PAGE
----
Dougie Hamilton (Photo by Jana Chytilova/Freestyle Photography/Getty Images)
Four days after acquiring 22-year-old defenseman Dougie Hamilton from the Boston Bruins, the Calgary Flames have signed him to a six-year, $34.5 million contract. Hamilton is coming off of his best season, racking up 10 goals and 42 points.
Four days after acquiring Dougie Hamilton from the Boston Bruins for three draft picks, the Calgary Flames have signed the 22-year-old defenseman to a six-year contract extension that will pay him less than $6 million per season.
According to TSN’s Darren Dreger, the deal will pay Hamilton $34.5 million, meaning his contract will carry an annual cap hit of $5.75 million. Interestingly, the deal comes in at a price tag just barely higher than the deal that Hamilton reportedly shot down from the Bruins, which would have seen him paid $33 million over six seasons, a difference of $250,000 per year.
The contract itself sees Hamiton receive two separate pay increases, Dreger reported, as the blueliner will go from making $5.5 million in the first two years of the deal to $5.75 million in years three and four with a $6 million salary coming his way in the final two seasons of the contract. The agreement also carries a limited no trade clause in years five and six.
Hamilton is coming off of the best year of his career and was looking poised to become the next star blueliner in Boston. During a season in which Zdeno Chara was sidelined with injury, Hamilton emerged as one of the Bruins top defensemen, scoring 10 goals and 42 points and averaging more than 21 minutes per outing. What’s most impressive for Hamilton, though, is that he so quickly adjusted to the NHL game.
Hamilton was in only his third professional season and had a mere 125 NHL games to his name coming into 2014-15. Due to the injuries, Hamilton was thrust into a much larger role than the Bruins likely expected – he had averaged 19 minutes in 2013-14 and saw his ice time jump more than two minutes per game this past season – and he excelled.
Drafted in the first round, ninth overall, by the Bruins in 2011, Hamilton landing with the Flames helps further solidify what has become quite an impressive blueline. With a stable of defensemen that already includes standouts Mark Giordano and T.J. Brodie as well as Dennis Wideman and Kris Russel, Calgary’s defense corps has grown much stronger with the Hamilton signing.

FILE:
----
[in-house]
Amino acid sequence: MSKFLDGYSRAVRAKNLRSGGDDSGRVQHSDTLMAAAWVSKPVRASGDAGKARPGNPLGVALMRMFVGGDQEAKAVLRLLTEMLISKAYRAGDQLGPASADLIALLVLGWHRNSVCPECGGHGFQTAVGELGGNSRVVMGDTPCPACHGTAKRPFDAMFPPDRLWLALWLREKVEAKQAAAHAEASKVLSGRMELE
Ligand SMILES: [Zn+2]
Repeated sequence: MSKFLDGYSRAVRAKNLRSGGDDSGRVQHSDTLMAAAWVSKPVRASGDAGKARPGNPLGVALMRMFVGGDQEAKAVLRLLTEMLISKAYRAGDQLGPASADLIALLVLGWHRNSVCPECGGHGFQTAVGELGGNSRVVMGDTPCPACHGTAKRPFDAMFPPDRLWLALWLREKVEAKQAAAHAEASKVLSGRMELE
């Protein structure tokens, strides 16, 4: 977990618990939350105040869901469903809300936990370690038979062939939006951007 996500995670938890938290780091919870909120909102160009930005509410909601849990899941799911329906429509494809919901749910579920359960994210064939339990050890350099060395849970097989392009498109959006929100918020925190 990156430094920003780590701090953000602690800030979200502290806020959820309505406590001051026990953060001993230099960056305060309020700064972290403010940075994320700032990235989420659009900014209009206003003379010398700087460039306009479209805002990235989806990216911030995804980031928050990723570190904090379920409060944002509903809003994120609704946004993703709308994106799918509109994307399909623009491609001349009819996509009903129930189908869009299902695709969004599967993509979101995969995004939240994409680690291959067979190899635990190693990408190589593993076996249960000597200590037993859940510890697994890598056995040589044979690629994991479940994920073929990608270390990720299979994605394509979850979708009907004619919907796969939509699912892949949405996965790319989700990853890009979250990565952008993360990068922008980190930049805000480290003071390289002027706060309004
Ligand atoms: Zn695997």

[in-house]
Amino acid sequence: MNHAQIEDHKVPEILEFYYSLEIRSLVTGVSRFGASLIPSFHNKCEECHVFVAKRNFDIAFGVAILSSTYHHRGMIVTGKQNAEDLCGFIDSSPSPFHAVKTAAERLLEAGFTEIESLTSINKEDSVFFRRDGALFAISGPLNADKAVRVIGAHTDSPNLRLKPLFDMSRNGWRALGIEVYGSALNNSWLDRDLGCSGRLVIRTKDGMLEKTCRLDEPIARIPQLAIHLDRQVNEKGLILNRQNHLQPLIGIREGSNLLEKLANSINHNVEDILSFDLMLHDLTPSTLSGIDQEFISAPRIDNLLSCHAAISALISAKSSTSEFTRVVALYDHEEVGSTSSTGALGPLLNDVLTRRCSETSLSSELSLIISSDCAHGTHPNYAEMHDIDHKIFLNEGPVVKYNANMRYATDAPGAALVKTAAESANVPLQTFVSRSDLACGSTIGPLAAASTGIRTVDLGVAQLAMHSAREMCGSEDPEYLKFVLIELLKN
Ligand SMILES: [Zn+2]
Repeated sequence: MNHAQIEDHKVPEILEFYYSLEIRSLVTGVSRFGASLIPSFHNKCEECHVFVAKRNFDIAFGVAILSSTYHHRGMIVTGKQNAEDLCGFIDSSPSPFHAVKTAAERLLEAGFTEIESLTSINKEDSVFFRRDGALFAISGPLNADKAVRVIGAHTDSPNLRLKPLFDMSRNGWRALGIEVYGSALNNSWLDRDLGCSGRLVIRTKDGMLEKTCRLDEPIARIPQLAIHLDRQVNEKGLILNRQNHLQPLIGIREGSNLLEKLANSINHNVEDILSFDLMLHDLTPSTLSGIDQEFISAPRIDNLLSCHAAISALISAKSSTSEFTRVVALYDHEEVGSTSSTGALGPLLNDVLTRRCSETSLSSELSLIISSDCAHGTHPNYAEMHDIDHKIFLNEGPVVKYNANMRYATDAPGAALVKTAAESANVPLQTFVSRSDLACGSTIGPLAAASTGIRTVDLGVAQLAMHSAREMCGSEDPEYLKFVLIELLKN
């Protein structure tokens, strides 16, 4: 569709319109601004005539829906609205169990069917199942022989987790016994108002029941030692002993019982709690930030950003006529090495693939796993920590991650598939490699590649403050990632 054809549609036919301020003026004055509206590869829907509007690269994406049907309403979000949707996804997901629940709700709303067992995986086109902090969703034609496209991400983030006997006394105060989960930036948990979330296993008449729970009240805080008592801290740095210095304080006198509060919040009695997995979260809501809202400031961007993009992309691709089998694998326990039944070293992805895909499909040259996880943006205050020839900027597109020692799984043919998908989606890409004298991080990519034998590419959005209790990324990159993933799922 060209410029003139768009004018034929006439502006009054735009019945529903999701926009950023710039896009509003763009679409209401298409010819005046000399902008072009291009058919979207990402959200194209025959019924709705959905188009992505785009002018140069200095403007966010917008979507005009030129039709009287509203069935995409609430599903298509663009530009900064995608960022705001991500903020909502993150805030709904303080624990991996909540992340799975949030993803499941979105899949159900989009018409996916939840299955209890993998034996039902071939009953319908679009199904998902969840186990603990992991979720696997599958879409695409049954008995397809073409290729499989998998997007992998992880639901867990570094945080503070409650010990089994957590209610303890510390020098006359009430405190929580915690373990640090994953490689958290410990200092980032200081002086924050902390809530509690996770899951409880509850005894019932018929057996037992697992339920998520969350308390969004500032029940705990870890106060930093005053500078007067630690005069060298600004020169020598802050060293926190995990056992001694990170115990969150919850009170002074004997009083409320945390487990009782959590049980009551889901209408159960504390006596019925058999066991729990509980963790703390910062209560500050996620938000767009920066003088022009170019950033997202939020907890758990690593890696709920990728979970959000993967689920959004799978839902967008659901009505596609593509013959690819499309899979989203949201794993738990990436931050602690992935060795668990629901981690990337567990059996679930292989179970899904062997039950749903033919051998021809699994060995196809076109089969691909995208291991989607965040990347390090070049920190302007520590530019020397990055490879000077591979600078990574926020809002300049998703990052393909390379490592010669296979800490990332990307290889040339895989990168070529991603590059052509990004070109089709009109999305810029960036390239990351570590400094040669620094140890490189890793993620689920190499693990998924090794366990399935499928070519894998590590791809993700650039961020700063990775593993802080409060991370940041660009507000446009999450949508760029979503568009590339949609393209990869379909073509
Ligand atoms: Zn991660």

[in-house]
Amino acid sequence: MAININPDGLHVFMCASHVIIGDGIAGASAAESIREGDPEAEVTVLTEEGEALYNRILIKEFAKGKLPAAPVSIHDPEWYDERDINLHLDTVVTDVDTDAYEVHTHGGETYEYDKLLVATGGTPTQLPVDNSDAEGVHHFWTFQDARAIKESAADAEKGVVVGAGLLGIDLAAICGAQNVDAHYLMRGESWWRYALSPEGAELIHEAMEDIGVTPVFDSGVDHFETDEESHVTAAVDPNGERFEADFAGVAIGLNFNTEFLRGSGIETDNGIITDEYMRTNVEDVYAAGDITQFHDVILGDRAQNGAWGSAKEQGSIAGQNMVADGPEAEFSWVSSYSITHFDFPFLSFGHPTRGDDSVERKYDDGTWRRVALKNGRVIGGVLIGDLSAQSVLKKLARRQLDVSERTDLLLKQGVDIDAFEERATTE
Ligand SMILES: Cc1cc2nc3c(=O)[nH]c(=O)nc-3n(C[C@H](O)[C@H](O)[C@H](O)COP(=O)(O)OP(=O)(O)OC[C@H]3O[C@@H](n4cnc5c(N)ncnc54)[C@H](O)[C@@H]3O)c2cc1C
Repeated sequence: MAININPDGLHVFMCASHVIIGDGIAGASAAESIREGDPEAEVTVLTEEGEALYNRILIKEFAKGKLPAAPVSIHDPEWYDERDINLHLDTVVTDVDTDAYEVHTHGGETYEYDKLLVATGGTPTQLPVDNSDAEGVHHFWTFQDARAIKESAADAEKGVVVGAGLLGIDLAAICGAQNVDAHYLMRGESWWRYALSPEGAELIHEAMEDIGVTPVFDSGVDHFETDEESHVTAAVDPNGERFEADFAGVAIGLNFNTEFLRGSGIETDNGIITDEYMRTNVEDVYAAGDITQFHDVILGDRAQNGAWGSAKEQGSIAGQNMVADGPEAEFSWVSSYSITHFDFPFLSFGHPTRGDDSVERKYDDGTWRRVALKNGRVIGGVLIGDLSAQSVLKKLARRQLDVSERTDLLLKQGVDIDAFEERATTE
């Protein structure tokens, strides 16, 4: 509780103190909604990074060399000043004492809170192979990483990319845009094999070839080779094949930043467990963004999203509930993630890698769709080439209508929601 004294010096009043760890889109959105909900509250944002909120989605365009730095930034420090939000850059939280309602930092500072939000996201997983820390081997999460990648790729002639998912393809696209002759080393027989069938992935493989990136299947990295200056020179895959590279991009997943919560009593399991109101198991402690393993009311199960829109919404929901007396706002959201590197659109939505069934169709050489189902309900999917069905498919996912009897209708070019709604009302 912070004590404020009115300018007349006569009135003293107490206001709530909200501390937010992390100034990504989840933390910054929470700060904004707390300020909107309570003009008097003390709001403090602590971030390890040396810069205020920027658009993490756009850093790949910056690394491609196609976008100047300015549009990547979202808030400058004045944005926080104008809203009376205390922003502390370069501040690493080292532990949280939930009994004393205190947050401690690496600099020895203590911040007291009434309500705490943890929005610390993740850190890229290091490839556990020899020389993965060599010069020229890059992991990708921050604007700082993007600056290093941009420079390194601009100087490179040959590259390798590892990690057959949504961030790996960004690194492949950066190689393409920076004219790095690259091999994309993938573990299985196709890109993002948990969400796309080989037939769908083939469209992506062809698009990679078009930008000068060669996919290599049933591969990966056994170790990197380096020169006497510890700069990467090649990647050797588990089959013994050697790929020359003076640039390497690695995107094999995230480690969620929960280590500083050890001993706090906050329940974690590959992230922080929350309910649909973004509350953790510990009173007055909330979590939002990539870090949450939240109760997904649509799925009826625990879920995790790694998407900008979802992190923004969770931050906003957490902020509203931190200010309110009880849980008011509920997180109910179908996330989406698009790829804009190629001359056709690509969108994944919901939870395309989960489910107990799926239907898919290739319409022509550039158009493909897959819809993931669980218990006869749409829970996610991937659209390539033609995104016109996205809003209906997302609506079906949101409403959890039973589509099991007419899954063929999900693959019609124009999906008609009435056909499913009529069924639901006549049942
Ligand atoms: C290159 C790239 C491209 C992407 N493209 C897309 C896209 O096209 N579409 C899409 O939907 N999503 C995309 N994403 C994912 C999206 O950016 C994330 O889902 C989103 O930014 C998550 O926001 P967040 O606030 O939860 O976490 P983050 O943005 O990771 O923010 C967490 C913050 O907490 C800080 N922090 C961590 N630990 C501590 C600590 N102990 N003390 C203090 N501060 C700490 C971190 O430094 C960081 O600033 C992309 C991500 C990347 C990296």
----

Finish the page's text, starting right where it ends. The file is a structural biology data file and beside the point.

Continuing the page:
Of defensemen to play at least 1,000 minutes this past season, Hamilton ranked 11th in the league in shot attempts for percentage at 55 percent. His puck possession ability put him among players such as Drew Doughty, Duncan Keith, Nick Leddy and Johnny Boychuk in 2014-15, and if he continues to improve, the $5.75 million cap hit could look like a pittance for the defenseman Hamilton may become.
With Hamilton’s signing, however, there will need to be an odd man out. As it stands, the Flames also have Deryk Engelland and Ladislav Smid under contract, both of which carry cap hits above $2.9 million. In addition, the Flames also currently have unrestricted free agent blueliners in David Schlemko, Corey Potter and Raphael Diaz, though it could be presumed that Hamilton’s signing means all three will be walking away from the Flames this off-season.
Oddly, the extension makes Hamilton, a veteran of but three NHL seasons, the highest paid blueliner on the Flames roster. That said, Giordano is due a contract extension at some point in the next season which will almost certainly be at a higher annual cap hit than Hamilton.
The Flames allowed the 14th fewest goals against this past season, but were one of the worst possession teams in the league. Despite advancing to the second round of the post-season, many believed there were areas the Flames needed to improve. Their play in the defensive zone was one such area, and the trade for and subsequent signing of Hamilton addresses that need.